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South Asia: the public health response to COVID-19

Hosted by The South Asia Centre, the Institute of Global Affairs and the School of Public Policy



Dr Ahmed Mushtaque Raza Chowdhury

Dr Ahmed Mushtaque Raza Chowdhury

Vice Chair of BRAC, Dhaka, and an alumnus of LSE

Professor K Srinath Reddy

President, Public Health Foundation of India

Dr Faisal Sultan

Dr Faisal Sultan

CEO, Shaukat Khanum Memorial Cancer Hospital & Research Centre, Lahore

Discussant: Dr Mishal S Khan

Discussant: Dr Mishal S Khan

Associate Professor in Health Policy, LSHTM and Honorary faculty, Aga Khan University, Pakistan


Dr Mukulika Banerjee

Dr Mukulika Banerjee

Director, LSE South Asia Centre, and Associate Professor in Anthropology at LSE

Most discussions and analyses of the COVID-19 crisis in South Asia have focused on general political, economic, social, logistical challenges and citizens’ response, along with the dissemination of information relevant to local areas. This panel will examine public health policies and infrastructural facilities with experts from Bangladesh, India and Pakistan, focusing particularly on factors that identify particular national challenges; difficulties of executing policy in federal political systems; political, economic and other obstacles confronting public health initiatives; and finally, what the immediate future looks like in these countries and the region as a whole, and what respective governments can do in addressing specific hurdles to mitigate further spread and another spike of COVID-19.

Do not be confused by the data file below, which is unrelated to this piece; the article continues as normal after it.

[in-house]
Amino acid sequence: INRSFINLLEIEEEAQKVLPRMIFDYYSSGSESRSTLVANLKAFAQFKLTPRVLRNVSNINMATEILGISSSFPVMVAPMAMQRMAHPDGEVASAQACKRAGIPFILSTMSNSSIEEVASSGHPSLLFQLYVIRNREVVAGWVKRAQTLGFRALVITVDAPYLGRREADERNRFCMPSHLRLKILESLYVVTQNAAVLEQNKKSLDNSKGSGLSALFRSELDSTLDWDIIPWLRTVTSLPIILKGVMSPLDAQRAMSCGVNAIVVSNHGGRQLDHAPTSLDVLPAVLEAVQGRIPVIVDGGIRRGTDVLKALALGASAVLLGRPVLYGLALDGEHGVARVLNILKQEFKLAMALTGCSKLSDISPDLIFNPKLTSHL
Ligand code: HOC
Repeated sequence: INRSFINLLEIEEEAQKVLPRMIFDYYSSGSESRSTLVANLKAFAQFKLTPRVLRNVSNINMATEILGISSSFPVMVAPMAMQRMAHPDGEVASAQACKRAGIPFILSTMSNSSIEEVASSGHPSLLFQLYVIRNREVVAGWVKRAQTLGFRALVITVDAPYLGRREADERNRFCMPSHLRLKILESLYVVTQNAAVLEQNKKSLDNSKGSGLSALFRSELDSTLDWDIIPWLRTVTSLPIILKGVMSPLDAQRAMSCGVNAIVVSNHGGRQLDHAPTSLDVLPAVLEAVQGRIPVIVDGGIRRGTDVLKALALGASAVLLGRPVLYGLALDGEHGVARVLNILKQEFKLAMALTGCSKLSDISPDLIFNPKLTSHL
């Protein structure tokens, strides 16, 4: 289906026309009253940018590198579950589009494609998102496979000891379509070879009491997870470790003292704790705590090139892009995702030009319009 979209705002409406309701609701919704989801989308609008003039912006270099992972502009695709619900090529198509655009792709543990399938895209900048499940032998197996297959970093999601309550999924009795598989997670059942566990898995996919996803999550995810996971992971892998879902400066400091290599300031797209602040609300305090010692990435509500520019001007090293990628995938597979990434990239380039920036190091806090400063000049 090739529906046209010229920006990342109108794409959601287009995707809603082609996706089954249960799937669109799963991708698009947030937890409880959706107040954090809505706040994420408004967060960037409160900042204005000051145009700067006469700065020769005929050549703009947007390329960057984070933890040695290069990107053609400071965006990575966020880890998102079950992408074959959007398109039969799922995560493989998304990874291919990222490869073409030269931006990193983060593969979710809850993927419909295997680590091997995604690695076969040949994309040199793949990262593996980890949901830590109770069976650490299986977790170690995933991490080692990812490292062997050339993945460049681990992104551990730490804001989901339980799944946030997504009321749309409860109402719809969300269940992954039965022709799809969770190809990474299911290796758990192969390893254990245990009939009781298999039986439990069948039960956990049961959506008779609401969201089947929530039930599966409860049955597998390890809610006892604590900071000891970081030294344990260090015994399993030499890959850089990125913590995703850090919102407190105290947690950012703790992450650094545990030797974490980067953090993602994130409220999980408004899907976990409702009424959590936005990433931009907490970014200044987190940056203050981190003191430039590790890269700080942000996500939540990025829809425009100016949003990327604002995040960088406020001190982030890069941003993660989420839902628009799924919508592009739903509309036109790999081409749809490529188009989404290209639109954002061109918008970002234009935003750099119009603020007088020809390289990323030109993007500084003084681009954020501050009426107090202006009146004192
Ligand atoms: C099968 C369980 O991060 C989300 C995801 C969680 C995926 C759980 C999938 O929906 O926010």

Dr Ahmed Mushtaque Raza Chowdhury is former Vice Chair of BRAC, Dhaka, and an alumnus of LSE. He is also a professor of Population and Family Health at the Mailman School of Public Health of Columbia University, New York. During 2009-2012, he served as a senior advisor and acting Managing Director of the Rockefeller Foundation, based in Bangkok, Thailand. He also worked as a MacArthur/Bell Fellow at Harvard University.

 Professor K Srinath Reddy, President, Public Health Foundation of India. Prof. Reddy formerly headed the Department of Cardiology at the All India Institute of Medical Sciences (AIIMS). He was appointed as the First Bernard Lown Visiting Professor of Cardiovascular Health at the Harvard School of Public Health in (2009-13) and presently serves as an Adjunct Professor of Epidemiology at Harvard (2014-2023). He is also an Adjunct Professor of the Rollins School of Public Health, Emory University and Honorary Professor of Medicine at the University of Sydney.

Dr Faisal Sultan (@fslsltn), CEO, Shaukat Khanum Memorial Cancer Hospital & Research Centre, Lahore. He is also a Consultant Physician of Medicine and Infectious Diseases. On 25 March 2020, he was appointed by Pakistan Prime Minister Imran Khan as the PM’s lead in the fight against the spread of COVID-19. He was given responsibility of creating a group of experts who have provided recommendations on improving Pakistan’s coronavirus response to channel solutions to the government’s National Coordination Committee.